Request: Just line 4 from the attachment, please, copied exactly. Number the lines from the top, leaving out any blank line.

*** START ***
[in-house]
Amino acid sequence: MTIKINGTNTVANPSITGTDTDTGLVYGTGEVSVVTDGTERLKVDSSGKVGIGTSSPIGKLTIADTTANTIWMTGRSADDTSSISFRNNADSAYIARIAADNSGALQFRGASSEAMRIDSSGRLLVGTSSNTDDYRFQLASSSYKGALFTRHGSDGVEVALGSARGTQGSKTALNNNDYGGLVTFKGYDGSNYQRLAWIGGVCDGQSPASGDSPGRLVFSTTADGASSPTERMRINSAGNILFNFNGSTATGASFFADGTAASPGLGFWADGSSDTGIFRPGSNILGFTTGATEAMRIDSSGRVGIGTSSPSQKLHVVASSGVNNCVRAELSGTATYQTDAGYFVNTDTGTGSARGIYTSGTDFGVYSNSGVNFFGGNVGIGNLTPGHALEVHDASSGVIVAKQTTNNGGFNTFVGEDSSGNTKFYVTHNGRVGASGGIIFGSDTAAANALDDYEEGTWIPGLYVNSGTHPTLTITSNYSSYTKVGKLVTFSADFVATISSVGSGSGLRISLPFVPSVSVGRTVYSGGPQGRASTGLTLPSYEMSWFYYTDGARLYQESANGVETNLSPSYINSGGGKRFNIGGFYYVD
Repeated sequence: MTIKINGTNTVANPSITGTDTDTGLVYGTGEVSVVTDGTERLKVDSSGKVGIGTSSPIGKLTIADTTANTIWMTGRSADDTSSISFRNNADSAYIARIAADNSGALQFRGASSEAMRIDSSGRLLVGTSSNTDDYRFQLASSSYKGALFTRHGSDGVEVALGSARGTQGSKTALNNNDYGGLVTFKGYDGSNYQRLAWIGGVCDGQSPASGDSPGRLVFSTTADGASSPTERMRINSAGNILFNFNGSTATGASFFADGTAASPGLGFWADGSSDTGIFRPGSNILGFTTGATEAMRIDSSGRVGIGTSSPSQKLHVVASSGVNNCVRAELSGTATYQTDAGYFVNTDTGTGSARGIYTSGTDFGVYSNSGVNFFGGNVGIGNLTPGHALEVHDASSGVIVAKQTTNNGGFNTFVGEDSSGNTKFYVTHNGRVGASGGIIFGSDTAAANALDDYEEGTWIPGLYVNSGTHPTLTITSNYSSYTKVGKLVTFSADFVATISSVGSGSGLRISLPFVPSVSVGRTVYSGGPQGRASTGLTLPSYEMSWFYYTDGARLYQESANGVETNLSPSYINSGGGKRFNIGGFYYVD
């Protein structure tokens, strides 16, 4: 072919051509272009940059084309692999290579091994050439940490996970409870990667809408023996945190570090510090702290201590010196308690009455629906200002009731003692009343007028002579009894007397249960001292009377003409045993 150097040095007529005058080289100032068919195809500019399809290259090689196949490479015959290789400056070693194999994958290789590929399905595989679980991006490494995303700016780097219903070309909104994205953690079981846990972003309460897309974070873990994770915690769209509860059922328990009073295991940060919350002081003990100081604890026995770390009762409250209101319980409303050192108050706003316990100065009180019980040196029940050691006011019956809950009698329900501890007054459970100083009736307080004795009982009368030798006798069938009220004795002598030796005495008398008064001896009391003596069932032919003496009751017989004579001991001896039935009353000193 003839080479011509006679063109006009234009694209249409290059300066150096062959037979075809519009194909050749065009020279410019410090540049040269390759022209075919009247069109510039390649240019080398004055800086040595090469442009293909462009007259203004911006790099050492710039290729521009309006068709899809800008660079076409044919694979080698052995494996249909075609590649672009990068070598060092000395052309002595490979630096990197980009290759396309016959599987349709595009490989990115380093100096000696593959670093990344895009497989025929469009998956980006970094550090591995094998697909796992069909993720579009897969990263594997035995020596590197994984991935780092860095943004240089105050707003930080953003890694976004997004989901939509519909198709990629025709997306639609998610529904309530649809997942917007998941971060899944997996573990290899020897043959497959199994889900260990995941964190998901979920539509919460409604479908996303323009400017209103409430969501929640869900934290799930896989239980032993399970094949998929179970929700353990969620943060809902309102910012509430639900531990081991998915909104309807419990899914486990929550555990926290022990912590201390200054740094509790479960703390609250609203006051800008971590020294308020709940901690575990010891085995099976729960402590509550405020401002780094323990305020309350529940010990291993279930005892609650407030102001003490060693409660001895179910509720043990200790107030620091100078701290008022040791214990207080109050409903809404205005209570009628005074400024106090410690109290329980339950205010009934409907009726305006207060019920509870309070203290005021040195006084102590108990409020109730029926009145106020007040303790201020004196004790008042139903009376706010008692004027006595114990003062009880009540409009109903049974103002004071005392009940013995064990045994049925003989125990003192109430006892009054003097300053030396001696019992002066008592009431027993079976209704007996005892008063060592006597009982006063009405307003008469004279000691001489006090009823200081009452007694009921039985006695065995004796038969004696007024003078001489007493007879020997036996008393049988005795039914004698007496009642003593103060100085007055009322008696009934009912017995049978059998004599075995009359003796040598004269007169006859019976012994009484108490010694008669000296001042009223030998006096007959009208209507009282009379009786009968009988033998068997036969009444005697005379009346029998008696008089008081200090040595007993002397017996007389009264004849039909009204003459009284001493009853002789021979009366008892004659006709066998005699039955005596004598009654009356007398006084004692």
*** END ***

């Protein structure tokens, strides 16, 4: 072919051509272009940059084309692999290579091994050439940490996970409870990667809408023996945190570090510090702290201590010196308690009455629906200002009731003692009343007028002579009894007397249960001292009377003409045993 150097040095007529005058080289100032068919195809500019399809290259090689196949490479015959290789400056070693194999994958290789590929399905595989679980991006490494995303700016780097219903070309909104994205953690079981846990972003309460897309974070873990994770915690769209509860059922328990009073295991940060919350002081003990100081604890026995770390009762409250209101319980409303050192108050706003316990100065009180019980040196029940050691006011019956809950009698329900501890007054459970100083009736307080004795009982009368030798006798069938009220004795002598030796005495008398008064001896009391003596069932032919003496009751017989004579001991001896039935009353000193 003839080479011509006679063109006009234009694209249409290059300066150096062959037979075809519009194909050749065009020279410019410090540049040269390759022209075919009247069109510039390649240019080398004055800086040595090469442009293909462009007259203004911006790099050492710039290729521009309006068709899809800008660079076409044919694979080698052995494996249909075609590649672009990068070598060092000395052309002595490979630096990197980009290759396309016959599987349709595009490989990115380093100096000696593959670093990344895009497989025929469009998956980006970094550090591995094998697909796992069909993720579009897969990263594997035995020596590197994984991935780092860095943004240089105050707003930080953003890694976004997004989901939509519909198709990629025709997306639609998610529904309530649809997942917007998941971060899944997996573990290899020897043959497959199994889900260990995941964190998901979920539509919460409604479908996303323009400017209103409430969501929640869900934290799930896989239980032993399970094949998929179970929700353990969620943060809902309102910012509430639900531990081991998915909104309807419990899914486990929550555990926290022990912590201390200054740094509790479960703390609250609203006051800008971590020294308020709940901690575990010891085995099976729960402590509550405020401002780094323990305020309350529940010990291993279930005892609650407030102001003490060693409660001895179910509720043990200790107030620091100078701290008022040791214990207080109050409903809404205005209570009628005074400024106090410690109290329980339950205010009934409907009726305006207060019920509870309070203290005021040195006084102590108990409020109730029926009145106020007040303790201020004196004790008042139903009376706010008692004027006595114990003062009880009540409009109903049974103002004071005392009940013995064990045994049925003989125990003192109430006892009054003097300053030396001696019992002066008592009431027993079976209704007996005892008063060592006597009982006063009405307003008469004279000691001489006090009823200081009452007694009921039985006695065995004796038969004696007024003078001489007493007879020997036996008393049988005795039914004698007496009642003593103060100085007055009322008696009934009912017995049978059998004599075995009359003796040598004269007169006859019976012994009484108490010694008669000296001042009223030998006096007959009208209507009282009379009786009968009988033998068997036969009444005697005379009346029998008696008089008081200090040595007993002397017996007389009264004849039909009204003459009284001493009853002789021979009366008892004659006709066998005699039955005596004598009654009356007398006084004692």